My new book 'A Simple Twist of Fate' is now available on Amazon and Barnes and Noble as well as the Ginninderra website.
Sent two poems into the Tom Howard Poetry Competition-'Mushrooms', and "Growing Pains' 10/8/21.
Sent the script of ''The Darkened Room' to the Female Film Festival in California. Got some very valuable feedback on the script. 20th July 2021.
Poem 'Winter Gardening' sent to Vocal Media. Accepted 4/6/21.
Started turning 'The Darkened Room' into a screenplay. 28/4/21
My first novel 'The Darkened Room' will be published this year (2021) by Ginninderra Press. How typical of me to pick a plague year to write my first novel.
An excerpt from my novel 'The Darkened Room' was published by 'Danse Macabre' a Franco-German literary journal. https://dansemacabreonline.wixsite.com/neudm/antonia-hildebrand-134 Published April 2021.
Poem 'A Deeper Shade of Blue' accepted for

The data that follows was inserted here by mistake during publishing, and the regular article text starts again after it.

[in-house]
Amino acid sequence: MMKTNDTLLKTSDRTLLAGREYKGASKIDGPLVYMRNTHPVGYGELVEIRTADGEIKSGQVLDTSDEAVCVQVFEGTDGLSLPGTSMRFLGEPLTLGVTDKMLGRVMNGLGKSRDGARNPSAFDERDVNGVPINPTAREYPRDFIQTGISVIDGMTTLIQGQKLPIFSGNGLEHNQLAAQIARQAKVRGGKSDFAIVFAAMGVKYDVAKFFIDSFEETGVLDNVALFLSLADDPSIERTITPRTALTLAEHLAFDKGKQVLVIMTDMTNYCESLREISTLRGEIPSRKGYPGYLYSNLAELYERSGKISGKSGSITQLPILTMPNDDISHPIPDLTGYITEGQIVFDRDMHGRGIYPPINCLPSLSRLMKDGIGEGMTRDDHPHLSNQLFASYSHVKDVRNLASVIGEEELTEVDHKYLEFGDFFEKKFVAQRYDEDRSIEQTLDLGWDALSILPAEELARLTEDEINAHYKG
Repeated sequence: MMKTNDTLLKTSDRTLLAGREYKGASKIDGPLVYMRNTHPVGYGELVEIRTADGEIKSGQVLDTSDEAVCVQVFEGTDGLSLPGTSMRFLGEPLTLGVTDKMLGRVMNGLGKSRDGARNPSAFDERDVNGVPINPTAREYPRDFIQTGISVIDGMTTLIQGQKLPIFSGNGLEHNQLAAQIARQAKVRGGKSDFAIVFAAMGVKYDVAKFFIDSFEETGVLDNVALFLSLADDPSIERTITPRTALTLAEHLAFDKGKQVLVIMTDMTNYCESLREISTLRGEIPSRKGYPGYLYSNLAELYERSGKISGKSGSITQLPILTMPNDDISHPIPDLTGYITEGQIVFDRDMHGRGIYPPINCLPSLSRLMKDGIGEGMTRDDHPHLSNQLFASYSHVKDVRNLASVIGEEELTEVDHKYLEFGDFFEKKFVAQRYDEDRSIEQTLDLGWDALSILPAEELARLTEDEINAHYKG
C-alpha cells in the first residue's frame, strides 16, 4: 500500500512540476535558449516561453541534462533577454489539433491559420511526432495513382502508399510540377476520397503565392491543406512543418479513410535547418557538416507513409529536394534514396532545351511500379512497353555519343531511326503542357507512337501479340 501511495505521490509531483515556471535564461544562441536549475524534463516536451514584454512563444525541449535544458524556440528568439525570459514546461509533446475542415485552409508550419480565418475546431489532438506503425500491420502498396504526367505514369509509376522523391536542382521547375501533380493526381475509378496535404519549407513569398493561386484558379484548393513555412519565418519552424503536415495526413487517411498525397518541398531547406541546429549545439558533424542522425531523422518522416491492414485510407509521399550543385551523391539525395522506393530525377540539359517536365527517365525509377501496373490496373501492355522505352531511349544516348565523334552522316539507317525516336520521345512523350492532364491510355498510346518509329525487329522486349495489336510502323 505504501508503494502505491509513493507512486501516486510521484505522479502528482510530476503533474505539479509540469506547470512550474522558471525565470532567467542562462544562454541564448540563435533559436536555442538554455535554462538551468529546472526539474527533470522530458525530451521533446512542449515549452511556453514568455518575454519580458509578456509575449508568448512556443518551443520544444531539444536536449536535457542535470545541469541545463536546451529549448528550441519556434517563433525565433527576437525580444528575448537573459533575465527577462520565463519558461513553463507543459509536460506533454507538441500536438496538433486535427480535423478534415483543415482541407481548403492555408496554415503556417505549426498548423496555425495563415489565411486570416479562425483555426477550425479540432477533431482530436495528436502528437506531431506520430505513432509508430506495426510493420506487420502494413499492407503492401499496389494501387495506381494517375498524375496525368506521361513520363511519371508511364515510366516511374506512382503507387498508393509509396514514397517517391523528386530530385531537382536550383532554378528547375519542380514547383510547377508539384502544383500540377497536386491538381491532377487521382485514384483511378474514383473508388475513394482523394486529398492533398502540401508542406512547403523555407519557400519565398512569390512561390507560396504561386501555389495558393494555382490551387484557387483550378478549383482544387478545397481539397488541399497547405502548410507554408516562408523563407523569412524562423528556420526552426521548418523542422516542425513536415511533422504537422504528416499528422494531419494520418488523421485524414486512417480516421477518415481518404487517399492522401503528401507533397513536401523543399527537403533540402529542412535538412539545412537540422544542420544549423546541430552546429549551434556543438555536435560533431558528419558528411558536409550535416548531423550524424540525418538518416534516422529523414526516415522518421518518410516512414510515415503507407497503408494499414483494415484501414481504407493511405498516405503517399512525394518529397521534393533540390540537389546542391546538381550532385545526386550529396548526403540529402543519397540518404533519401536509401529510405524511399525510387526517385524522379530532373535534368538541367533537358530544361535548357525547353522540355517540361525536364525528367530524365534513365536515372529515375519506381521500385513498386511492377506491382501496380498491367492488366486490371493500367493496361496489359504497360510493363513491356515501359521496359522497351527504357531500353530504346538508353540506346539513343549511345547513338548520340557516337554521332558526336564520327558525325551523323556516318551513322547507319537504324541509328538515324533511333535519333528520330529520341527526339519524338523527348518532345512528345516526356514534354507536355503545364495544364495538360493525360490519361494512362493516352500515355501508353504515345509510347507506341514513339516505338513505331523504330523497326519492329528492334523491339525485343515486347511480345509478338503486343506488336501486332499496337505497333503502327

publication on Vocal Media 12/5/21.
Short story 'To Breathe' accepted by Vocal Media 21/5/21.
'Plath on Plath' is now on Line of Poetry, a poetry website from Norway. https://www.lineofpoetry.com/antoniahildebrand/plathonplath April 2021
My new book 'A Simple Twist of Fate' is now available from Amazon, Barnes and Noble and also on the Ginninderra Press website. June 2020.
Had an essay/article accepted by 'The Blue Nib' an Irish journal based in Dublin. It's called 'Lindy and Keli' and the editor was very happy with it. Have been trying for a while to get something accepted. Very exciting. 28/7/20.
https://thebluenib.com/lindy-and-keli/. The link to my article on 'The Blue Nib'. August 8th 2020.
Link for my interview on Radio 4DDBFM on the Tony Wigan Show about my new book 'A Simple Twist of Fate' www.facebook.com/tonywiganshow/